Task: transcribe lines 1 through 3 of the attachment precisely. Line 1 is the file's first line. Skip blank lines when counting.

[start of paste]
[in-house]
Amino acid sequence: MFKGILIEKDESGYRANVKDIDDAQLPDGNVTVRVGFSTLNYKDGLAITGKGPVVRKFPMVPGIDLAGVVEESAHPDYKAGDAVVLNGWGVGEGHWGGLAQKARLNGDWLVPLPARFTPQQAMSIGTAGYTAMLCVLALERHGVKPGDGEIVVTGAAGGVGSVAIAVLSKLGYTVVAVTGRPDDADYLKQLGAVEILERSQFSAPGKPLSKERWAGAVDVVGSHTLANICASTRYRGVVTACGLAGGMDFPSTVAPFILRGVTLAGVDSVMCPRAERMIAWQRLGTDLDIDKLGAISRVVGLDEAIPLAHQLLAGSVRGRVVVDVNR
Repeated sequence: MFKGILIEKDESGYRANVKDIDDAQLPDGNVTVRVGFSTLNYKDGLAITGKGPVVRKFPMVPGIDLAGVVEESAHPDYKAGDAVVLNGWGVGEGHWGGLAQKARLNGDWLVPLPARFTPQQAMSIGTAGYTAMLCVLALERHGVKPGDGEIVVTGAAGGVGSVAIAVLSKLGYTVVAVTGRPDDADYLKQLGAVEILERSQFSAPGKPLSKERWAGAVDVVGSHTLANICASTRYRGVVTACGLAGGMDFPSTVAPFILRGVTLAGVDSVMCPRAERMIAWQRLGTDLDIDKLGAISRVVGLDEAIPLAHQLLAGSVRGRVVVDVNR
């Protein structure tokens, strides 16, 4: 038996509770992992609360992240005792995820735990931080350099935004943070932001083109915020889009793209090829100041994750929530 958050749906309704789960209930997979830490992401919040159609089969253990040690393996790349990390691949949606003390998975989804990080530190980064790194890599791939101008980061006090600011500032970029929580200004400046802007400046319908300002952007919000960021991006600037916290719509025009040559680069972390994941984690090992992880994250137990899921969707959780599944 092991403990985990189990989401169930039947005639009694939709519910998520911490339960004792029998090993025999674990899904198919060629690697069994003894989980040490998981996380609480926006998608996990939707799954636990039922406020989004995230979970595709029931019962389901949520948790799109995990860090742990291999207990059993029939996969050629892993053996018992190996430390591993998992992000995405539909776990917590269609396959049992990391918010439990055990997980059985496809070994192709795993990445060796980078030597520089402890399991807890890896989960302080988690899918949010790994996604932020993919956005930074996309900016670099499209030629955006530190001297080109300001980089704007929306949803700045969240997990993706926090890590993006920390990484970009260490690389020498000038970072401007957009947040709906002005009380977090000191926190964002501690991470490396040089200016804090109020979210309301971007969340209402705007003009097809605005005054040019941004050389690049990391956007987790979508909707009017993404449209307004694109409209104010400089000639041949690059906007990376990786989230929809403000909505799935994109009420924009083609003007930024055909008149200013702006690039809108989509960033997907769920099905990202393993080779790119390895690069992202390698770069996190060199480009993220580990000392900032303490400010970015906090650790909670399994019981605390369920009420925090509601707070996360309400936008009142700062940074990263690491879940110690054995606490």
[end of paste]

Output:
[in-house]
Amino acid sequence: MFKGILIEKDESGYRANVKDIDDAQLPDGNVTVRVGFSTLNYKDGLAITGKGPVVRKFPMVPGIDLAGVVEESAHPDYKAGDAVVLNGWGVGEGHWGGLAQKARLNGDWLVPLPARFTPQQAMSIGTAGYTAMLCVLALERHGVKPGDGEIVVTGAAGGVGSVAIAVLSKLGYTVVAVTGRPDDADYLKQLGAVEILERSQFSAPGKPLSKERWAGAVDVVGSHTLANICASTRYRGVVTACGLAGGMDFPSTVAPFILRGVTLAGVDSVMCPRAERMIAWQRLGTDLDIDKLGAISRVVGLDEAIPLAHQLLAGSVRGRVVVDVNR
Repeated sequence: MFKGILIEKDESGYRANVKDIDDAQLPDGNVTVRVGFSTLNYKDGLAITGKGPVVRKFPMVPGIDLAGVVEESAHPDYKAGDAVVLNGWGVGEGHWGGLAQKARLNGDWLVPLPARFTPQQAMSIGTAGYTAMLCVLALERHGVKPGDGEIVVTGAAGGVGSVAIAVLSKLGYTVVAVTGRPDDADYLKQLGAVEILERSQFSAPGKPLSKERWAGAVDVVGSHTLANICASTRYRGVVTACGLAGGMDFPSTVAPFILRGVTLAGVDSVMCPRAERMIAWQRLGTDLDIDKLGAISRVVGLDEAIPLAHQLLAGSVRGRVVVDVNR